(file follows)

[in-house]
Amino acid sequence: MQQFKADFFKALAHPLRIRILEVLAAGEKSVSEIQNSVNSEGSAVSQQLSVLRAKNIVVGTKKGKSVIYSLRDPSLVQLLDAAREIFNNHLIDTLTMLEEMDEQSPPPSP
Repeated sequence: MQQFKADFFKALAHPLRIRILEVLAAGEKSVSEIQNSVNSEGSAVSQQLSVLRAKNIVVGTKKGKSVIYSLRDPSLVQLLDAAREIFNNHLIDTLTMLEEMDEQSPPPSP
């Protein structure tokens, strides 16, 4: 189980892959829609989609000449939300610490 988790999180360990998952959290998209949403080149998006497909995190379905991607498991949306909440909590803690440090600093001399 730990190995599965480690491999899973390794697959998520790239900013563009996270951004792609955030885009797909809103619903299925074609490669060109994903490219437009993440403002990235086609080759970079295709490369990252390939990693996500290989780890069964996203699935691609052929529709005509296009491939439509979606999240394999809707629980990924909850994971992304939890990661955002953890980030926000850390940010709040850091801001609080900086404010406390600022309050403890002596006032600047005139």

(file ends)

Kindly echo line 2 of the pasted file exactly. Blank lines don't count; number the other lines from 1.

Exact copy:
Amino acid sequence: MQQFKADFFKALAHPLRIRILEVLAAGEKSVSEIQNSVNSEGSAVSQQLSVLRAKNIVVGTKKGKSVIYSLRDPSLVQLLDAAREIFNNHLIDTLTMLEEMDEQSPPPSP